Allison is first seen horseback riding with some teenage friends from her high school. She’s in good spirits because the next day will be her 16th birthday, and her family has a party planned for her at their home. Allison is also feeling great because she’s been flirting with a guy online named Tyler, whom she hasn’t met in person yet.
Tyler is supposedly slightly older than Allison, who’s mildly teased by her friends about her online “boyfriend.” Rachel also knows about Tyler, but Allison hasn’t told her parents about him. The parents will soon find out about this secret “boyfriend” and how Allison was lured right into a kidnapping trap.
The night before her birthday, Allison is chatting online with Tyler, who persuades her to meet him that night. She then sneaks out of the house to meet the guy who calls himself Tyler, who picks her up in his car. He’s a good-looking man in his late teens or early 20s.
Apparently, Allison never bothered to ask for this guy’s photo because when she gets in the car, she asks him, “Tyler?” And he says that he’s Tyler. “Where are we going?” Allison asks this mystery driver. “You’ll see,” he replies.
And the next thing you know, the guy hands over Allison to a couple of thugs for some money. Allison is kidnapped, and she’s thrown into a room with other underage teenage girls who are locked in animal cages. They all look as terrified as Allison. As soon as she’s held captive, Allison is told that if she tries to run away or get help, her sister Rachel will be the next to be kidnapped.
The next day, when Allison doesn’t show up at school and her after-school birthday party, Joanna is convinced that something is wrong. Her husband Case is less worried and thinks that they shouldn’t panic. In a very unrealistic moment, he tells the party guests to just go home. In a situation like this in real life, the parents would’ve asked the party guests to help them look for Allison and to contact them if they find out where she is.
Another plot hole in the movie is when Joanna finds out that Allison has an online boyfriend named Tyler whom Allison had planned to meet in person in the near future. But instead of trying to find out more about who he is, Joanna just gets a little upset that Allison didn’t tell her, and Joanna lets that crucial information slide right by her and doesn’t bother to check Allison’s laptop computer. (Allison took her phone with her.) Most parents would immediately search their missing child’s room for clues on what happened and where the child went, but these dimwitted parents don’t do that.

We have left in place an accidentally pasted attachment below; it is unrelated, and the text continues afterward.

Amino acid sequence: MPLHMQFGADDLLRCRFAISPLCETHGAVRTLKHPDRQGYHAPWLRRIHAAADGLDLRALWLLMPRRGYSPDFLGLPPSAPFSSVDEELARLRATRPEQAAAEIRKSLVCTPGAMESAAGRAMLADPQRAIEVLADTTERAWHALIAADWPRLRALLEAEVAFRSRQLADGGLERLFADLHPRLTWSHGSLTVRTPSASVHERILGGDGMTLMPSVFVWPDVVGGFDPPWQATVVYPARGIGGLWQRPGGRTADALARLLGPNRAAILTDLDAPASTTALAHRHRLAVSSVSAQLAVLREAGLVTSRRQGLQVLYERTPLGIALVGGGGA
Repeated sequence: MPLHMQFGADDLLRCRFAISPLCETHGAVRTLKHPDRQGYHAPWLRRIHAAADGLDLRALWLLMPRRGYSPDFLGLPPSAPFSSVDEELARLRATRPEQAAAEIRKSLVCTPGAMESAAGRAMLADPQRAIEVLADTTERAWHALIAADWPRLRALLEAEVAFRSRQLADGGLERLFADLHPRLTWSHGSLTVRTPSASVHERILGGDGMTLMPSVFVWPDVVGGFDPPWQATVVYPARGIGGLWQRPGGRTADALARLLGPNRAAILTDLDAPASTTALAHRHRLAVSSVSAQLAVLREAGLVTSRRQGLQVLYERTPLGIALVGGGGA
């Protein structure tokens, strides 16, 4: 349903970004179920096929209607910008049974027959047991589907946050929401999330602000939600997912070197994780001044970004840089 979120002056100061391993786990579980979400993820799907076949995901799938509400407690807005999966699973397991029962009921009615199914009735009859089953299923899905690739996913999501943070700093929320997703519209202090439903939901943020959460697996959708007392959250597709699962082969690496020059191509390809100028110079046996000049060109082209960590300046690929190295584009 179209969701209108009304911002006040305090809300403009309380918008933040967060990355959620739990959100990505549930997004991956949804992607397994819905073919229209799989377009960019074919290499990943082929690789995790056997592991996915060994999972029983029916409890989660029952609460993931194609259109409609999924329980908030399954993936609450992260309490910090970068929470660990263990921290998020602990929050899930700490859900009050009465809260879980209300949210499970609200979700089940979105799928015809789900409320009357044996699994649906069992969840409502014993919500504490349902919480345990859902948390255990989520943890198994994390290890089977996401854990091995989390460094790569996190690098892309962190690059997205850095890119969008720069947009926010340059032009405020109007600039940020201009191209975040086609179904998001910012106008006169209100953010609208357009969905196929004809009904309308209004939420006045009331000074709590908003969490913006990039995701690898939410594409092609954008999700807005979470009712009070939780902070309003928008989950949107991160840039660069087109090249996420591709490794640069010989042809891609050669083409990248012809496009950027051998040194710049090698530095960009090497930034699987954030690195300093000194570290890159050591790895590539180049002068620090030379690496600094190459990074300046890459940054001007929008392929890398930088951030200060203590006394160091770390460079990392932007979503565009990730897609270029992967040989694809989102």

Joanna contacts the police and insists that something bad has happened to Allison. The cops who come to the house to question the family say that if Allison doesn’t show up in 48 hours, then the family can file a missing persons report. Joanna tells the cops that Allison isn’t into drugs or alcohol, has no psychological issues, and would have no reason to run away from home. When the investigating cops ask if it’s possible that Allison temporarily ran off with the mystery boyfriend, Joanna adamantly says no, but Case says yes.
The cops remind Case and Joanna that Allison was reported missing two years ago, but it was a false alarm because Allison had spent the night at a friend’s house and didn’t tell her parents. Joanna flinches at the reminder, but she is firm in declaring that the situation is different this time, because all of Allison’s family, friends, schoolmates and their parents don’t know where she is. The cops leave and tell the Rileys to wait and see if Allison shows up within 48 hours.
Joanna doesn’t want to wait that long. She asks Case if his “pothead” friend Kessler knows anyone who can help investigate quicker and more effectively than what the police can do. Kessler is never shown in the movie. The next thing you know, the Rileys are referred to Belton Private Investigations. John answers the phone when Case calls. John asks some basic questions and tells Case up front that his fee is $20,000 to start the investigation, and then $20,000 a week after that.
It’s a little out of the Rileys’ price range, because they’d have to dip into Allison’s college savings to pay for the investigation. Case is reluctant to do that and he thinks that they should wait for the police to investigate. Joanna feels the opposite way and thinks they should immediately hire John. Joanna and Case start to argue about it until Joanna’s mother Barbara interrupts and says she’ll pay for the private investigation.
The members of John’s investigative team are a motley group of people:
- Tex (played by Tevis R. Marcum), the oldest one in the group, appears to be in his late 50s or early 60s. He taught John a lot of fight skills, and he’s very loyal to John. Tex’s specialty is to talk to white people who have connections to the criminal world.
- Biggs (played by Shane Carson) is somewhat of a jokester. His specialty is to talk to black people who have connections to the criminal world.
- Aaron (played by Brian Papendrea) is an egotistical computer nerd who sometimes clashes with Biggs. Aaron does almost all of the technology-related work for the team.
- Karen (played by Maria Wasikowski) is assertive and not afraid to stand up to Tex, who has a tendency to be condescending to her. Much to her annoyance, Karen is often tasked with going undercover as a sex worker or talking to sex workers to get information.
- Maggie (played by Eileen Hayes) is the office secretary who is very religious. Her ties to the local church community will come in handy in this investigation.